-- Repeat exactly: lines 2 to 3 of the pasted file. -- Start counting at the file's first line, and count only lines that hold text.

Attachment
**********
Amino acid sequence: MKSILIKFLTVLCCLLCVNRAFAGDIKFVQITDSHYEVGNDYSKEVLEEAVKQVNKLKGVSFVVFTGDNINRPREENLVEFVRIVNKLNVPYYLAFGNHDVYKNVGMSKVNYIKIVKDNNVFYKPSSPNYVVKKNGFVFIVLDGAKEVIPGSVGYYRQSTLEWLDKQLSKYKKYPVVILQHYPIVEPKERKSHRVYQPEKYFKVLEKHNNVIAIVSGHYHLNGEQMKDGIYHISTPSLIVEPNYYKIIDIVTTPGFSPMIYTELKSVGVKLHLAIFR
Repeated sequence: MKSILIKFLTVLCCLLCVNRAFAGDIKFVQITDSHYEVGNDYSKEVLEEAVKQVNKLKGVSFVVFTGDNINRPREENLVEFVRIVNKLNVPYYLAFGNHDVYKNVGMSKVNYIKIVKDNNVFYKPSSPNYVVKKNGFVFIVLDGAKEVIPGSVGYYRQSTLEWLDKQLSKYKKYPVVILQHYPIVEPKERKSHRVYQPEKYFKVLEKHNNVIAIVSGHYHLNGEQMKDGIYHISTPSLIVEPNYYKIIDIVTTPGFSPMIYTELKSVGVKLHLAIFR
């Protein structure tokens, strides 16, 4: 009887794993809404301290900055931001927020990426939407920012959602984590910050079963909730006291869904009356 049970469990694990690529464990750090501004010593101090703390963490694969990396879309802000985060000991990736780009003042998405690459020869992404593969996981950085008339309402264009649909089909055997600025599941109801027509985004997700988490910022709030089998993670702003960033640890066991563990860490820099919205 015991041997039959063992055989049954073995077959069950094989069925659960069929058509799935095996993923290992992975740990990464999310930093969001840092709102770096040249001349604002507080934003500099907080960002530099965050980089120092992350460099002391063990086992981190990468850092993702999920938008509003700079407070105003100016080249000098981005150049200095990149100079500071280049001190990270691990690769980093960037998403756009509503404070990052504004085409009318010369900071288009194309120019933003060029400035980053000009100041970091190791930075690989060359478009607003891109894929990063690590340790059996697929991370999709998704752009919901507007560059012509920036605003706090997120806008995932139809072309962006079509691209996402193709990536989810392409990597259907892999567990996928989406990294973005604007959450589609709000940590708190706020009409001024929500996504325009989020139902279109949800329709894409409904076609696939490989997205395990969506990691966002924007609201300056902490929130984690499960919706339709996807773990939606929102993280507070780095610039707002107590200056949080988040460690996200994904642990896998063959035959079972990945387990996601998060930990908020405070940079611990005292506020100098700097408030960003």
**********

Repeated sequence: MKSILIKFLTVLCCLLCVNRAFAGDIKFVQITDSHYEVGNDYSKEVLEEAVKQVNKLKGVSFVVFTGDNINRPREENLVEFVRIVNKLNVPYYLAFGNHDVYKNVGMSKVNYIKIVKDNNVFYKPSSPNYVVKKNGFVFIVLDGAKEVIPGSVGYYRQSTLEWLDKQLSKYKKYPVVILQHYPIVEPKERKSHRVYQPEKYFKVLEKHNNVIAIVSGHYHLNGEQMKDGIYHISTPSLIVEPNYYKIIDIVTTPGFSPMIYTELKSVGVKLHLAIFR
């Protein structure tokens, strides 16, 4: 009887794993809404301290900055931001927020990426939407920012959602984590910050079963909730006291869904009356 049970469990694990690529464990750090501004010593101090703390963490694969990396879309802000985060000991990736780009003042998405690459020869992404593969996981950085008339309402264009649909089909055997600025599941109801027509985004997700988490910022709030089998993670702003960033640890066991563990860490820099919205 015991041997039959063992055989049954073995077959069950094989069925659960069929058509799935095996993923290992992975740990990464999310930093969001840092709102770096040249001349604002507080934003500099907080960002530099965050980089120092992350460099002391063990086992981190990468850092993702999920938008509003700079407070105003100016080249000098981005150049200095990149100079500071280049001190990270691990690769980093960037998403756009509503404070990052504004085409009318010369900071288009194309120019933003060029400035980053000009100041970091190791930075690989060359478009607003891109894929990063690590340790059996697929991370999709998704752009919901507007560059012509920036605003706090997120806008995932139809072309962006079509691209996402193709990536989810392409990597259907892999567990996928989406990294973005604007959450589609709000940590708190706020009409001024929500996504325009989020139902279109949800329709894409409904076609696939490989997205395990969506990691966002924007609201300056902490929130984690499960919706339709996807773990939606929102993280507070780095610039707002107590200056949080988040460690996200994904642990896998063959035959079972990945387990996601998060930990908020405070940079611990005292506020100098700097408030960003």